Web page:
In his opinion, US District Judge James Payne ruled that Fortis Insurance Co. acted arbitrarily in denying benefits to the participant. Payne said Fortis failed to review the participant’s objective medical evidence, including medical test results, doctor’s notes, medical charts, and letters, and the insurer lacked sufficient evidence for denial of the claim.
In 2000, Bruce Lucenta underwent stomach banding surgery to treat his severe obesity. The medical plan excluded coverage for services related to weight reduction. The court said Lucenta suffered sever medical problems over 18 months following his surgery. Lucenta’s doctor finally determined that he had gall bladder disease and he had surgery to remove his gall bladder. According to the court, Fortis partially paid for Lucenta’s gall bladder removal but denied any post-surgery medical care.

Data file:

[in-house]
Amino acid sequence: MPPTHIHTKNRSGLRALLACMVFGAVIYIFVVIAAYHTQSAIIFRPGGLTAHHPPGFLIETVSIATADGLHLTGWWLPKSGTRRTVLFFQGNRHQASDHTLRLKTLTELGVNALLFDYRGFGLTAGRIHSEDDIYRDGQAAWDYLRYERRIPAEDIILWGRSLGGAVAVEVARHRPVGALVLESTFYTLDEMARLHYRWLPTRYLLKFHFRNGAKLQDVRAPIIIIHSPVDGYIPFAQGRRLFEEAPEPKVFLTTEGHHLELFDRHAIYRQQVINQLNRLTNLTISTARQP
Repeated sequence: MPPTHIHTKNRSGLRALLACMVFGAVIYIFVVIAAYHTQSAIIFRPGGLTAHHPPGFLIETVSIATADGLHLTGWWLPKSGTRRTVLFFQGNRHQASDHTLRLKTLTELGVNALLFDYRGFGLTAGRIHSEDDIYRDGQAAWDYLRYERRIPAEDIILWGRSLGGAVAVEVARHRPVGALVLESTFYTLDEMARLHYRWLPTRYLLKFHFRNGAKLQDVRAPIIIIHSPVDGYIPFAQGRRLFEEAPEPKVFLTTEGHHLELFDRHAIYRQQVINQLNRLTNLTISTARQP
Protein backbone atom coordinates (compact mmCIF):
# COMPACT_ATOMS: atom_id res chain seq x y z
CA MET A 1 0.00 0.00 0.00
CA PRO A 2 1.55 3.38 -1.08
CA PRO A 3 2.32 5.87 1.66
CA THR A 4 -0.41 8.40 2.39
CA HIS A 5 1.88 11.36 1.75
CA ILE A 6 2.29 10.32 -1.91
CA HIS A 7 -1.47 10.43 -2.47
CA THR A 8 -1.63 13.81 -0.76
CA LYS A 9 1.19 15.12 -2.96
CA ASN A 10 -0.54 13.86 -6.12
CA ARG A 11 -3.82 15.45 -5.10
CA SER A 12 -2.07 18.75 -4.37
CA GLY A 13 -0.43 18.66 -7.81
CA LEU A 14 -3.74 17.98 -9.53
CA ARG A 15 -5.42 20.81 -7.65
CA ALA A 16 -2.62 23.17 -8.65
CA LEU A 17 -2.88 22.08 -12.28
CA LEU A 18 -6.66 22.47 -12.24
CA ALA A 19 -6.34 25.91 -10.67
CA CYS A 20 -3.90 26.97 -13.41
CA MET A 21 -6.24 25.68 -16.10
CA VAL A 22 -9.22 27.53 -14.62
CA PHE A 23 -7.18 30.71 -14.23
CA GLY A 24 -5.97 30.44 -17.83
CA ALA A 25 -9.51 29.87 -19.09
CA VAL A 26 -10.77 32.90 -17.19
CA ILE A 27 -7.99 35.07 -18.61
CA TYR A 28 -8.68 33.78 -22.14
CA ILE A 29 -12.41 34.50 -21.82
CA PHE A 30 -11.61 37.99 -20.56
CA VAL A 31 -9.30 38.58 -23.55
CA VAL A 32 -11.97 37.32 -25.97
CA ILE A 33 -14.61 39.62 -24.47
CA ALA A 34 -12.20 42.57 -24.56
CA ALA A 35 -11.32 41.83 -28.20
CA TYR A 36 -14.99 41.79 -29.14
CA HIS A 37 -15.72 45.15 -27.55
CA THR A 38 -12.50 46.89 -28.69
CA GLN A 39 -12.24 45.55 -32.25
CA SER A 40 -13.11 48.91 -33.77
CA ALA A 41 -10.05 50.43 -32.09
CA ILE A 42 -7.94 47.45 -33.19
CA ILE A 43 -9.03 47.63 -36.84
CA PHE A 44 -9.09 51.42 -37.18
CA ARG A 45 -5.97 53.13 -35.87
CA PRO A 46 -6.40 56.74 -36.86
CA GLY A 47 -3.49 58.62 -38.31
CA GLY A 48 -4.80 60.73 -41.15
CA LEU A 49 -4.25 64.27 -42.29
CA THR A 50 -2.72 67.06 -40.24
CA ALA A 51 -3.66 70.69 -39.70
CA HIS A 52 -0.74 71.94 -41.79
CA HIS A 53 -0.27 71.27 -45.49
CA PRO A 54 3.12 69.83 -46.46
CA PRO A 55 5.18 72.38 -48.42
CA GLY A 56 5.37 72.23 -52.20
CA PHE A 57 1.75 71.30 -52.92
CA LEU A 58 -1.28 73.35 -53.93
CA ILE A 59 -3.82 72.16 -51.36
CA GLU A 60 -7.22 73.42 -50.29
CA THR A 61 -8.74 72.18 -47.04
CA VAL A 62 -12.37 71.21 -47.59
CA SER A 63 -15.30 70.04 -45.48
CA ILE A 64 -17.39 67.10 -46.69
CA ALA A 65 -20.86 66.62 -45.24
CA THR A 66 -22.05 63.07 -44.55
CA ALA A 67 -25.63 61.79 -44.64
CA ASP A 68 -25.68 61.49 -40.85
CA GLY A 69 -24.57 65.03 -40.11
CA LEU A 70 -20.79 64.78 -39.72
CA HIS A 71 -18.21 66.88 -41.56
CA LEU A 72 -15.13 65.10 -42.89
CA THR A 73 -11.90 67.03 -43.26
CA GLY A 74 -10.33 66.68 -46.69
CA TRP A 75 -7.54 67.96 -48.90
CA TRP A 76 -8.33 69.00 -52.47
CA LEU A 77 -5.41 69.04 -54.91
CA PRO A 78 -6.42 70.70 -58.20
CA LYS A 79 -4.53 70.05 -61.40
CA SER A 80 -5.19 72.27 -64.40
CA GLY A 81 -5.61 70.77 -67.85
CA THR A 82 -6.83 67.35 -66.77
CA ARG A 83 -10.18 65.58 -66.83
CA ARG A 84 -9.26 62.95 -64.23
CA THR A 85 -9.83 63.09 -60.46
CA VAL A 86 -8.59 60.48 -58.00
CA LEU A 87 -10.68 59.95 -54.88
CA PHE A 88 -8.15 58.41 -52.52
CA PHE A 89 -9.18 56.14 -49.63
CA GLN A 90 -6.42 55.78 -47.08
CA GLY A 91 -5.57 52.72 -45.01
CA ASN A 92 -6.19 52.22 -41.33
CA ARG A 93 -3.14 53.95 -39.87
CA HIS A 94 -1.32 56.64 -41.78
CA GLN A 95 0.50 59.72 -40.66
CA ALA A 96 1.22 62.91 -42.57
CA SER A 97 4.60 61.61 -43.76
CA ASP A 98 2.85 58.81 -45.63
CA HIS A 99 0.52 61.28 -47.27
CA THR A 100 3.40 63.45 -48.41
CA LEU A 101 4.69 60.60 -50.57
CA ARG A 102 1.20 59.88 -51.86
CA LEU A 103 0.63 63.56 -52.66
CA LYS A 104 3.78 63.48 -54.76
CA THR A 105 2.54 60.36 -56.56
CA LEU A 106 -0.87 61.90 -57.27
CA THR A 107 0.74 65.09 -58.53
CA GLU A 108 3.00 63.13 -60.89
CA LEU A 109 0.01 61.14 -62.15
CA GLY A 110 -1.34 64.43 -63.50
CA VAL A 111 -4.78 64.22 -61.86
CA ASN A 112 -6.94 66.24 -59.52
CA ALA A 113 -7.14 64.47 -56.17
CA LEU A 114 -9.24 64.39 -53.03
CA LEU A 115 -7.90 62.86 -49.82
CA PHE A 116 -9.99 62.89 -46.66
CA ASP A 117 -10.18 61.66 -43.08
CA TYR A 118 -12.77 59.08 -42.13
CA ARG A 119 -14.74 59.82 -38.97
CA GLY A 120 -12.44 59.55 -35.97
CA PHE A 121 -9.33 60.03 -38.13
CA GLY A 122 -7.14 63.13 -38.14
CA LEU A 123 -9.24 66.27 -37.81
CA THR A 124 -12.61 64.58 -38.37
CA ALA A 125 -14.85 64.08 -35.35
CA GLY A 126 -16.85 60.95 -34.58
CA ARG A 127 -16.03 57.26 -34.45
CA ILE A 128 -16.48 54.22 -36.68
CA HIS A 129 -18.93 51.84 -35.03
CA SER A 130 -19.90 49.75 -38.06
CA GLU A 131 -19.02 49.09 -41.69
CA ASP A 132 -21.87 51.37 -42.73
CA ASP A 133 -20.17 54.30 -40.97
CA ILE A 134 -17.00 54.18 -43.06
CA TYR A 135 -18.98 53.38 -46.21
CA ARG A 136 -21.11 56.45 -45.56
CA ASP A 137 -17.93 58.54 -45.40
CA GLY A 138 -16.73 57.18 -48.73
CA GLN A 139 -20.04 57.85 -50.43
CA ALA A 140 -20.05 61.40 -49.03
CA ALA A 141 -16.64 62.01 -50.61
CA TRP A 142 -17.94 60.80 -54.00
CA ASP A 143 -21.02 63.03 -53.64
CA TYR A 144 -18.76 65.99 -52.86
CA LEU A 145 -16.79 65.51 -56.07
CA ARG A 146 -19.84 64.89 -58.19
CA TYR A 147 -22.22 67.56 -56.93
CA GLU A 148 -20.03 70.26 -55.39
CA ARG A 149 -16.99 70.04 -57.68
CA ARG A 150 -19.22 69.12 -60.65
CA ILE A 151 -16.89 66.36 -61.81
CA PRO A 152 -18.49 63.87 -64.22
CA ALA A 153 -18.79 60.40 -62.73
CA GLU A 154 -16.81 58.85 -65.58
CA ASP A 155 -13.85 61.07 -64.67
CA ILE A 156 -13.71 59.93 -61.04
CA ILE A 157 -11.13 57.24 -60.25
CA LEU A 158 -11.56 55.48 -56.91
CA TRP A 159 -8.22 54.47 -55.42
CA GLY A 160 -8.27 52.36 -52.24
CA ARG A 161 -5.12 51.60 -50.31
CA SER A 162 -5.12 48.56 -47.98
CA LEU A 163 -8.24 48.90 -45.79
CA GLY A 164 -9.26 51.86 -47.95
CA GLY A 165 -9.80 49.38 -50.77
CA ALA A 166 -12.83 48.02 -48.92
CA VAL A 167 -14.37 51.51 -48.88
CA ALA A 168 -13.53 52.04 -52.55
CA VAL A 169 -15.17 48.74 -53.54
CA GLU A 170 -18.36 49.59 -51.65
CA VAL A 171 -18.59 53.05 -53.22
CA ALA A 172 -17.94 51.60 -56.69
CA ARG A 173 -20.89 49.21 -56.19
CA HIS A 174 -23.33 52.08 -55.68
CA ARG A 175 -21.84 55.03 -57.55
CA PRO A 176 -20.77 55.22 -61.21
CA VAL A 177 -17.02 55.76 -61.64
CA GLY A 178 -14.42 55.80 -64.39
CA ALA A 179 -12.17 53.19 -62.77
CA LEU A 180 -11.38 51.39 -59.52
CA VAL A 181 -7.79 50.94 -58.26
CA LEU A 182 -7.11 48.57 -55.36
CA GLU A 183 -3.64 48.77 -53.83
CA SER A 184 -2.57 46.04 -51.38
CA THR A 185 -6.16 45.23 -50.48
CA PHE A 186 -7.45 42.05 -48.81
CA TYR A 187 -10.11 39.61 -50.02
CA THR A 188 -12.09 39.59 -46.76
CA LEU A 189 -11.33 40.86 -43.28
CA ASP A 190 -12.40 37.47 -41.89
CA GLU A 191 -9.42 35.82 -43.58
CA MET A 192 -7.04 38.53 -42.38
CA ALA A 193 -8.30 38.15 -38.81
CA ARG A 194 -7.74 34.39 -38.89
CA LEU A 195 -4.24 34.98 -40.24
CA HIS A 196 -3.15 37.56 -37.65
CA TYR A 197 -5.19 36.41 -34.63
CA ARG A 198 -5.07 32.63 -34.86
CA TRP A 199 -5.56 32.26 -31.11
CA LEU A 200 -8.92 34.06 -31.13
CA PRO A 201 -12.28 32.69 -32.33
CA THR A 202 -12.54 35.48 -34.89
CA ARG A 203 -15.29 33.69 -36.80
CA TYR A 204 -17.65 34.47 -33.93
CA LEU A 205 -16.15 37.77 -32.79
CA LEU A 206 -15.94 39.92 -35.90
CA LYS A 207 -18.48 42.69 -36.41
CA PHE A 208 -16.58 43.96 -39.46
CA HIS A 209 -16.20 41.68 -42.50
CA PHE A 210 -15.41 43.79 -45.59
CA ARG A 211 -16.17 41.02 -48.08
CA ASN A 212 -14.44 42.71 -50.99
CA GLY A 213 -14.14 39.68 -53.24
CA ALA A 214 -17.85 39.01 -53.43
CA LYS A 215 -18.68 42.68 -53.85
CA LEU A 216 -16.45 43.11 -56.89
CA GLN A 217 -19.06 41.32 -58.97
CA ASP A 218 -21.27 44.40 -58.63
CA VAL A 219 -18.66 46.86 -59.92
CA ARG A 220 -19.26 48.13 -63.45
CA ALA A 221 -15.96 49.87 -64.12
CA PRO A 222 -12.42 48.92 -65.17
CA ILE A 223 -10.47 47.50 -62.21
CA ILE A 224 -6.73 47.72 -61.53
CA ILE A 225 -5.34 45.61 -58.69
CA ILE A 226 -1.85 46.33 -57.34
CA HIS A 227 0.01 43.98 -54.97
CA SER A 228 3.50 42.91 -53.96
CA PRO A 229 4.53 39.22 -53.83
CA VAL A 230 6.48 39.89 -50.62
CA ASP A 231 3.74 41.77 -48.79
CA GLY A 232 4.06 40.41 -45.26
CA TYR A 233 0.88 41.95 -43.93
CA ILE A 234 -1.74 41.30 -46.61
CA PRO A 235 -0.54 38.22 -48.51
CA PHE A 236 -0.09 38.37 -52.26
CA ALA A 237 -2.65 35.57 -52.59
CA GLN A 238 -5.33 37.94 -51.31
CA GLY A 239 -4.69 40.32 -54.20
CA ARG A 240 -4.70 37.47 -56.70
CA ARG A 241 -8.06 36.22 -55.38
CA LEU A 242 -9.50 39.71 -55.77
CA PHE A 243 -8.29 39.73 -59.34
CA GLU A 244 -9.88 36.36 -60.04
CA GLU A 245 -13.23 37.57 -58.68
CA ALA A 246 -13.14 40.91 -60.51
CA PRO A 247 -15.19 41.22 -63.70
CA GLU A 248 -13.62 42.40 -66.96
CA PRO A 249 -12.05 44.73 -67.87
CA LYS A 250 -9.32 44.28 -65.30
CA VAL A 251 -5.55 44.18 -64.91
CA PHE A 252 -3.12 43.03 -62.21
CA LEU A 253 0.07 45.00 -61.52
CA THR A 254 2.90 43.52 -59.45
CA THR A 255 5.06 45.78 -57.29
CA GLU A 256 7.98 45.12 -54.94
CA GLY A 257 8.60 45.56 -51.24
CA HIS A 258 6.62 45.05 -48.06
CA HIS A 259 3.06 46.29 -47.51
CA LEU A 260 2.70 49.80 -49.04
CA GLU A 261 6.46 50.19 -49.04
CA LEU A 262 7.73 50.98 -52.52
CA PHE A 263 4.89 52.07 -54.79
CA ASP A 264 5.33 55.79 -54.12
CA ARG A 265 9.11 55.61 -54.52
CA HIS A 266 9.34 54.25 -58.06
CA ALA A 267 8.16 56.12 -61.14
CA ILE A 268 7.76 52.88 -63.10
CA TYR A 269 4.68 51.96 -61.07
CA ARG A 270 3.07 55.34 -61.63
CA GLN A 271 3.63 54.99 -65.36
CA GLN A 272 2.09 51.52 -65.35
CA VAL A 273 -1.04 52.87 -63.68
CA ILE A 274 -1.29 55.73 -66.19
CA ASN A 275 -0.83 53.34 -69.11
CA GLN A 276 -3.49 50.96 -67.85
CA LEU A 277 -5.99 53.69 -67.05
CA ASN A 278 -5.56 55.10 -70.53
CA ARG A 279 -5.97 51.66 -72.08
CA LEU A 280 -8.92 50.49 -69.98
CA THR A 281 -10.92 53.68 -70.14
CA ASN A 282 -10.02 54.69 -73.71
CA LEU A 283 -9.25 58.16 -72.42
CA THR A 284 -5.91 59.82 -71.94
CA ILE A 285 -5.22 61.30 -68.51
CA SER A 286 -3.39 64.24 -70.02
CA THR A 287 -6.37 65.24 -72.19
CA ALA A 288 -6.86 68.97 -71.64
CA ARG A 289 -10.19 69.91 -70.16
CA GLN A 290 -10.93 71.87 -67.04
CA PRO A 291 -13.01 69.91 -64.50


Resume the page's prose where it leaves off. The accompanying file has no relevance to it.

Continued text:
The court rejected Fortis’ argument that the record did not indicate that any disease or condition existed prior to the stomach banding surgery, pointing out that the insurer had paid for a medication for Lucenta’s upper gastrointestinal pain for ten months before the stomach banding surgery. Noting that after the gall bladder surgery Lucenta did not require further medical attention the court found that Fortis’ contention that the ongoing medical problems were related to the stomach banding surgery was incorrect.
The case is Lucenta v. Fortis Insurance Co., N.D. Okla., No. 02-CV-955-JHP-SAJ, 11/8/05.
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